Advertising boss Sir Martin Sorrell has suffered a major rebuke in one of the biggest pay revolts of the current "shareholder spring".
Some 59.5% of proxy investor votes went against WPP's remuneration report, which includes a £6.8 million package for Sir Martin, which he defended as a reward for "performance, not failure".
The vote, revealed at WPP's annual meeting in Dublin, is not binding and will not force WPP to reset its pay policy for last year.
Louise Rouse, director of engagement at investment campaigner FairPensions, who attended the meeting, said: "It is difficult to know whether the WPP board underestimated the level of shareholder anger or simply chose to ignore it."
The meeting in Dublin followed months of shareholder ire over executive pay with the likes of Aviva, Trinity Mirror, Barclays, William Hill, Xstrata and Premier Foods all facing significant votes against their pay reports.
Shareholder advisory groups, including the Association of British Insurers (ABI) and Pensions Investment Research Consultants (Pirc), had urged members not to back WPP's "excessive" remuneration report.
Pirc said "concerns lie in excessiveness and the balance between reward and incentive".
Writing in the Financial Times last week, Sir Martin issued a robust defence of his pay, warning that if Britain wanted high achievers in the private sector, it needed to pay competitively.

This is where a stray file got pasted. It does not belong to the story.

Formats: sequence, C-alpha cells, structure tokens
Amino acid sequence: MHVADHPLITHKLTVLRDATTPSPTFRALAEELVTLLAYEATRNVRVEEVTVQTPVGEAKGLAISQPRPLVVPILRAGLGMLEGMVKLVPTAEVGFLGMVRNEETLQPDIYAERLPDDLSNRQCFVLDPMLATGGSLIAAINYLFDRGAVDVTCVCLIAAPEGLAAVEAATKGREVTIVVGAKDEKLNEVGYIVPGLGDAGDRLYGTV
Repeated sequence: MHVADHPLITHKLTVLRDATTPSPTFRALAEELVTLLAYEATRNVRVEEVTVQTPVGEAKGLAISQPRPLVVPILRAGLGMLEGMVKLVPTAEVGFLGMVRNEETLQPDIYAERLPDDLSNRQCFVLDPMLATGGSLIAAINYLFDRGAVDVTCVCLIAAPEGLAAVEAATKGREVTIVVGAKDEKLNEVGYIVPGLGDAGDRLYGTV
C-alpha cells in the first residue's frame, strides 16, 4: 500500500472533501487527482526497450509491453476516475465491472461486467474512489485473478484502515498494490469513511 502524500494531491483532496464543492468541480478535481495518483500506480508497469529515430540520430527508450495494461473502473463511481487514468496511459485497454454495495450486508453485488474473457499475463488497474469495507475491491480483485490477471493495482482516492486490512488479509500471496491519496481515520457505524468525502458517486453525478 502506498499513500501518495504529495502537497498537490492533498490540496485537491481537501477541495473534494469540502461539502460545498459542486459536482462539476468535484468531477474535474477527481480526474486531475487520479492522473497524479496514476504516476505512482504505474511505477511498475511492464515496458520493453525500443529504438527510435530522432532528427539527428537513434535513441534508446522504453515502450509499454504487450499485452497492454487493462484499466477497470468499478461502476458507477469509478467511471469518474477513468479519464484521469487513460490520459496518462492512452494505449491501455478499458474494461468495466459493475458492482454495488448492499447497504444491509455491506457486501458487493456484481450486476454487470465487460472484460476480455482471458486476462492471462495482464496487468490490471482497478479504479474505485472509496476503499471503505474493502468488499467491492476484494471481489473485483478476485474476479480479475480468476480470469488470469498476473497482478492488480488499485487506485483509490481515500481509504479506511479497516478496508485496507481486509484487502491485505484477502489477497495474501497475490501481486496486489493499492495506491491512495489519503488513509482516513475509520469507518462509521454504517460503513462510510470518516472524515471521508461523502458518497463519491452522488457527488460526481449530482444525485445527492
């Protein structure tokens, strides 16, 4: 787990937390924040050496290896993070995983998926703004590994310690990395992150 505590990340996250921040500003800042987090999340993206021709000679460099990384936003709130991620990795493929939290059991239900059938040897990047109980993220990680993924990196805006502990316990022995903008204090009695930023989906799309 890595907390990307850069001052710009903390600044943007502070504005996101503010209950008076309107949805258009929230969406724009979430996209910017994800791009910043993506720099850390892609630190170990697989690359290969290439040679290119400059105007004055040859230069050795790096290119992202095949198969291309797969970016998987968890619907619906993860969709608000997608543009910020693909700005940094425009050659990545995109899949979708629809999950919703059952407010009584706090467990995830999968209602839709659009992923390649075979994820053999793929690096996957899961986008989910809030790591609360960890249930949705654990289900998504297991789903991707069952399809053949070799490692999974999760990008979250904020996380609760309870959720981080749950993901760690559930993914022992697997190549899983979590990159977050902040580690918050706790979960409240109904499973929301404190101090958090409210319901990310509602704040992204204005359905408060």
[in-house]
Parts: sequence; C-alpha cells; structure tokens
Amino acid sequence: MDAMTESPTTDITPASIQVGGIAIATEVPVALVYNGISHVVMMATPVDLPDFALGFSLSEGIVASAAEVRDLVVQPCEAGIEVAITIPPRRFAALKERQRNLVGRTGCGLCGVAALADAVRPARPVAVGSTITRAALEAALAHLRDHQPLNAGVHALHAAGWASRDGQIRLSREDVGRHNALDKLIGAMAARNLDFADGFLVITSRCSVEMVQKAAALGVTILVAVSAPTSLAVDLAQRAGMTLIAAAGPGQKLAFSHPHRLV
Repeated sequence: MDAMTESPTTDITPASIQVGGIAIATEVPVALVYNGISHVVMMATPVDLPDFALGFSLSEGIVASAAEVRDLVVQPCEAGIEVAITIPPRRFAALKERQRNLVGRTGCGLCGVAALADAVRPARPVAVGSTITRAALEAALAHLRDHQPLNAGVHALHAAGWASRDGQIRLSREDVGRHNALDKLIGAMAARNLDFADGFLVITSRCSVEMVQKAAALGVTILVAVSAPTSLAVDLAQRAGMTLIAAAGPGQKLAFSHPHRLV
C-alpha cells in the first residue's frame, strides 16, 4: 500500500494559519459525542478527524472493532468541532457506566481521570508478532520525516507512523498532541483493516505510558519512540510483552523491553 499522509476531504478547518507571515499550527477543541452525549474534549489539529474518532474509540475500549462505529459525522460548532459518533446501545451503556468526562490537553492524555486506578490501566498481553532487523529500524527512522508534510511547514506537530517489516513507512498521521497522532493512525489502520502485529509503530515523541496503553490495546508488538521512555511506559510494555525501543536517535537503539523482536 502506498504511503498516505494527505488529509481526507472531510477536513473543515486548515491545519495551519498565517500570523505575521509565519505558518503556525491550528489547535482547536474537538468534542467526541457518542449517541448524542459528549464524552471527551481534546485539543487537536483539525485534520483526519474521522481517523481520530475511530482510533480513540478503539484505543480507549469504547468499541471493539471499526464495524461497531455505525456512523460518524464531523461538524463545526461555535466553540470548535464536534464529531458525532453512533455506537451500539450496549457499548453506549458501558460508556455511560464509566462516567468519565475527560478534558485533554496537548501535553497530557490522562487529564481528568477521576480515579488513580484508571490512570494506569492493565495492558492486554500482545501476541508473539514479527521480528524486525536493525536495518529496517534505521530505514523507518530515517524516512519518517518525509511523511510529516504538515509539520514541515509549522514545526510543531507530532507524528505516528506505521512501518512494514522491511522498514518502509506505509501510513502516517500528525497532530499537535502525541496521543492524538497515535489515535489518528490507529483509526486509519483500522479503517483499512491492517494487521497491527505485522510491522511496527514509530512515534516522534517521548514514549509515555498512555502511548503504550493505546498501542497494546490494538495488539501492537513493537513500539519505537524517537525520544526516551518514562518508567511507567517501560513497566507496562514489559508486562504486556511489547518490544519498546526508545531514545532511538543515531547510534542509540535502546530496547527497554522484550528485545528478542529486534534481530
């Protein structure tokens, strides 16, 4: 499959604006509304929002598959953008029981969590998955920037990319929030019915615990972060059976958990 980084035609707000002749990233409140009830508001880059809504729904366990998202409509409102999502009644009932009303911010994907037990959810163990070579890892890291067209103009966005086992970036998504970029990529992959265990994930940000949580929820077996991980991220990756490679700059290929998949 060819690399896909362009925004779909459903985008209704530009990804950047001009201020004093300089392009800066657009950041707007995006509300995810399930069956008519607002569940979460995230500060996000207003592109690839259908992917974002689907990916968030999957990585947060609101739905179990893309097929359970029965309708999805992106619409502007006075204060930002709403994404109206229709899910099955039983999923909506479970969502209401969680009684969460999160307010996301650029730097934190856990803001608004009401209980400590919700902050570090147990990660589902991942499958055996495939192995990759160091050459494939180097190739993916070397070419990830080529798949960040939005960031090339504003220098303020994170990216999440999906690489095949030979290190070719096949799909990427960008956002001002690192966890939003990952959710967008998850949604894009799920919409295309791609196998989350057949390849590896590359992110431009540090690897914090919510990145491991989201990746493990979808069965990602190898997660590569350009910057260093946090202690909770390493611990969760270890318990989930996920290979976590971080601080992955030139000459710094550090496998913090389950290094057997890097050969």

He told the paper: "The compensation debate in the UK now seems to have shifted from undeserving bankers paid for failure and from payment for performance to what is fair pay."
However, chairman Philip Lader, a former White House deputy chief of staff, took a more conciliatory approach and said all pay deals were open to further "deliberations".
Other casualties of the so-called shareholder spring have included Andrew Moss, who quit as chief executive of Aviva, and Sly Bailey, who will leave her post as boss of Trinity Mirror.
Business Secretary Vince Cable is currently drawing up plans to give greater power to shareholders but is understood to be considering watering down proposals for a binding annual vote in favour of a poll every three years.
It had been feared that a binding annual vote would make investors less inclined to protest in case they destabilised management teams and would add to bureaucracy.